When a friend of mine reads a restaurant wine list, he asks: "What kind of wine do we want, red or red?"
That approach pretty much sums up my feelings on the correct color of wine. While I will drink white wine, especially if it has bubbles, on the whole I would rather have red.
For years red was the unfashionable hue. Your beverages were supposed to be "white, bright and light." As someone who preferred his liquids turgid and heavy, I was decidedly out of step.
But recently it has become fashionable to drink red wine. Nationally, red wine sales are surging with one indicator, wine sales in supermarkets, jumping 44 percent from Nov. 18-Dec. 15, 1991, over the same period a year earlier. The Wine Institute, an industry trade group in San Francisco, released the figures.
Locally, restaurateur Steve George, co-owner of Haussner's, tells me an increasing number of his customers who once drank white wine with their meals now want a glass of red.
I call this the " '60 Minutes' effect." It started in November after the CBS television show "60 Minutes" aired a report called "The French Paradox." The report had interviews with medical researchers who spoke of a connection between the French diet and the nation's low rate of heart disease. The notable aspects of the diet were that the French ate fresh vegetables, homemade breads and regularly drank moderate amounts of red wine with their meals.
This was not new information. It had been established that drinking a moderate amount of alcohol, about two glasses of wine a day with meals, lowered the risk of heart disease in most adults. Moreover, the benefits of eating vegetables have been known by every kid who has been told by his mom to "eat your vegetables, they will give you shining eyes."
Yet lately researchers have been able to talk with more precision and with fancier terms.
In wine studies, for instance, a key term now is "resveratrol." As a spokeswomen for the Wine Institute explained it to me, this is the component that red wine has and most white wine doesn't. It comes from the grape skins. And the theory is that resveratrol is good for the heart.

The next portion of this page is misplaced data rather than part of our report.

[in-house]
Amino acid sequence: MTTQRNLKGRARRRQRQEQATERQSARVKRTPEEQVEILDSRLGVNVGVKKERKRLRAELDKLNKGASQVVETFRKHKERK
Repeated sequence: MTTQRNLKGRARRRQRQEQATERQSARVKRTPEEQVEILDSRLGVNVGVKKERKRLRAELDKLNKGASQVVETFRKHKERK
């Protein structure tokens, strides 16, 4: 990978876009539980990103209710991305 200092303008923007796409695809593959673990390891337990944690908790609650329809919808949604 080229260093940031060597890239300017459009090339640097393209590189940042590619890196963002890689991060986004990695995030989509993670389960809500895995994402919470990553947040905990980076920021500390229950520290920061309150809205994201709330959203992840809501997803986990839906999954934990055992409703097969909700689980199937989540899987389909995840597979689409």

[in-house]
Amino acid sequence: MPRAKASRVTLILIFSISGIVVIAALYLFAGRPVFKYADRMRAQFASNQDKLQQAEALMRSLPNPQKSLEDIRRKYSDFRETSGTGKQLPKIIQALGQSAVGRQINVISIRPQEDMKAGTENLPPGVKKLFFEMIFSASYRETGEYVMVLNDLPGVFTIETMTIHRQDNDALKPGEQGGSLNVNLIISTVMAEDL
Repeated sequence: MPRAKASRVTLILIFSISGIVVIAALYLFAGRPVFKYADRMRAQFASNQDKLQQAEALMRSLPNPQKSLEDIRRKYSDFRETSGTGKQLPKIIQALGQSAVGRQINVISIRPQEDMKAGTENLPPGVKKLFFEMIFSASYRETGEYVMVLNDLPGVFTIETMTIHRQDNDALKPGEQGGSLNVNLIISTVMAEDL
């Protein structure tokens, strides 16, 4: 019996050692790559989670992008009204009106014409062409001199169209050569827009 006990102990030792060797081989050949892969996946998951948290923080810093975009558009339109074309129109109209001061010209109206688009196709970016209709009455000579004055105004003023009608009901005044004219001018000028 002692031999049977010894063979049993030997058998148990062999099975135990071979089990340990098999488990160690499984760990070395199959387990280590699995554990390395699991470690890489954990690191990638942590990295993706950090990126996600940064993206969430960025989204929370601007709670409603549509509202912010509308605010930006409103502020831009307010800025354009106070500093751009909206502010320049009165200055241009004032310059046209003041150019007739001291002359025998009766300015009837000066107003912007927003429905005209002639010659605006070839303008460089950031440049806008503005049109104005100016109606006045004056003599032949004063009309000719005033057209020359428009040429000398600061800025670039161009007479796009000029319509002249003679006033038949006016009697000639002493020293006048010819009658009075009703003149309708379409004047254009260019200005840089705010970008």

I think another reason the " '60 Minutes' effect" happened is that the nation was ready to listen. The timing was right. After years of regarding food and drink as potential carcinogens or blockers of our precious arteries, we are again ready to believe that eating and drinking can be good for us.
When the "60 Minutes" segment came along and said the French enjoy themselves at the table and still have "tickers," the red wine run was on. In the four weeks after the show aired, red wine sales took off in America.
Like any fad, the rush to red wine has its problems. First of all, there is no guarantee it will work. Just because I have the French fondness for red wine doesn't mean that I will end up with a French heart. All kinds of factors, including where I live, how many sit-ups I do, and what kind of genes my parents have given me, figure into the healthy heart equation.
Secondly, I have never been a big fan of imitative eating. A few years ago when the fish-eating tribes of North America and their cholesterol levels were the cause celebre, I fought off the urge to eat like an Eskimo and swallow fish oil.
I also know that while a little red wine may be good for the heart, a lot isn't. When you go over the two-glasses-a-day limit, the equation shifts, and the wine does the body more harm than good.
Still, I like the idea of red wine's being in vogue. White wine ruled for years. As a matter of fact, white wine still dominates in the United States, accounting for almost eight out of every 10 bottles of wine sold in America.
But thanks to the " '60 Minutes' effect" red wine is showing up in unexpected places.
Not long ago, for instance, I went to a New York press lunch in a swank Manhattan restaurant that had "terra cotta" walls. I thought the walls were brown, but one of the women seated at my table, an editor of one of those beautiful house magazines, told me the correct term was "terra cotta."
As a veteran of these New York press luncheons, I knew that the majority of lunch eaters would be female. And I figured the dominant look of the luncheon beverages, whether they were glasses of sparkling water, club soda or wine, would be clear white.
I was half right. I was the only guy at the lunch. And as is my habit, I had a glass of red wine with lunch. But when I looked around the room, several other lunchers also were drinking the dark stuff.
Which gets to my real reason I like this red wine fad. After years of swilling in oblivion, I have finally become fashionable.